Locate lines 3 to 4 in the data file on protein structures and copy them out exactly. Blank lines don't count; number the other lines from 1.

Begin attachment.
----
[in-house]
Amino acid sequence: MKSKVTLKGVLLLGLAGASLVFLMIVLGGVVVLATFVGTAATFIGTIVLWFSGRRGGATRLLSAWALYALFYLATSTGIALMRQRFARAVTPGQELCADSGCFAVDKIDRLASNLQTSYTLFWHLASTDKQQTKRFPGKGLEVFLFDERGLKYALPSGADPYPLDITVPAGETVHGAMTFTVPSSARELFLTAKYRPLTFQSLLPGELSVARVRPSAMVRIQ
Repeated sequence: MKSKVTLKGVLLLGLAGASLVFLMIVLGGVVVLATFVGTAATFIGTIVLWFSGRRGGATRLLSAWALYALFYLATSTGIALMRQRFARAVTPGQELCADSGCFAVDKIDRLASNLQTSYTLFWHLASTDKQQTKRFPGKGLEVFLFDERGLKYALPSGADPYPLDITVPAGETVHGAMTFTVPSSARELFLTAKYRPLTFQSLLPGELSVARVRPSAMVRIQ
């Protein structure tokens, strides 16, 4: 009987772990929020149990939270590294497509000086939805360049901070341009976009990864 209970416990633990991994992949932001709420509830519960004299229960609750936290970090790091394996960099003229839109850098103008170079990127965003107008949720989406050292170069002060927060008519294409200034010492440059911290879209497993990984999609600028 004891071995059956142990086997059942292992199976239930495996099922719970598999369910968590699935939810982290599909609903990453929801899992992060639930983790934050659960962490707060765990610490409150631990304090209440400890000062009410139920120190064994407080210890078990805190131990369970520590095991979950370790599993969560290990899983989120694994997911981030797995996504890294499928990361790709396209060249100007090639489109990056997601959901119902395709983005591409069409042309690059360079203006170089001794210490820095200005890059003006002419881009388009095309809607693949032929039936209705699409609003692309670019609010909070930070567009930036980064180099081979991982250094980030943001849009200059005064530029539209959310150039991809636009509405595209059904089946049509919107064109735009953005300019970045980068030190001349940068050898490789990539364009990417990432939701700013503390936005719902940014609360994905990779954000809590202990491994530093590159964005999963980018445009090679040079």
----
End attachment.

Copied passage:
Repeated sequence: MKSKVTLKGVLLLGLAGASLVFLMIVLGGVVVLATFVGTAATFIGTIVLWFSGRRGGATRLLSAWALYALFYLATSTGIALMRQRFARAVTPGQELCADSGCFAVDKIDRLASNLQTSYTLFWHLASTDKQQTKRFPGKGLEVFLFDERGLKYALPSGADPYPLDITVPAGETVHGAMTFTVPSSARELFLTAKYRPLTFQSLLPGELSVARVRPSAMVRIQ
């Protein structure tokens, strides 16, 4: 009987772990929020149990939270590294497509000086939805360049901070341009976009990864 209970416990633990991994992949932001709420509830519960004299229960609750936290970090790091394996960099003229839109850098103008170079990127965003107008949720989406050292170069002060927060008519294409200034010492440059911290879209497993990984999609600028 004891071995059956142990086997059942292992199976239930495996099922719970598999369910968590699935939810982290599909609903990453929801899992992060639930983790934050659960962490707060765990610490409150631990304090209440400890000062009410139920120190064994407080210890078990805190131990369970520590095991979950370790599993969560290990899983989120694994997911981030797995996504890294499928990361790709396209060249100007090639489109990056997601959901119902395709983005591409069409042309690059360079203006170089001794210490820095200005890059003006002419881009388009095309809607693949032929039936209705699409609003692309670019609010909070930070567009930036980064180099081979991982250094980030943001849009200059005064530029539209959310150039991809636009509405595209059904089946049509919107064109735009953005300019970045980068030190001349940068050898490789990539364009990417990432939701700013503390936005719902940014609360994905990779954000809590202990491994530093590159964005999963980018445009090679040079």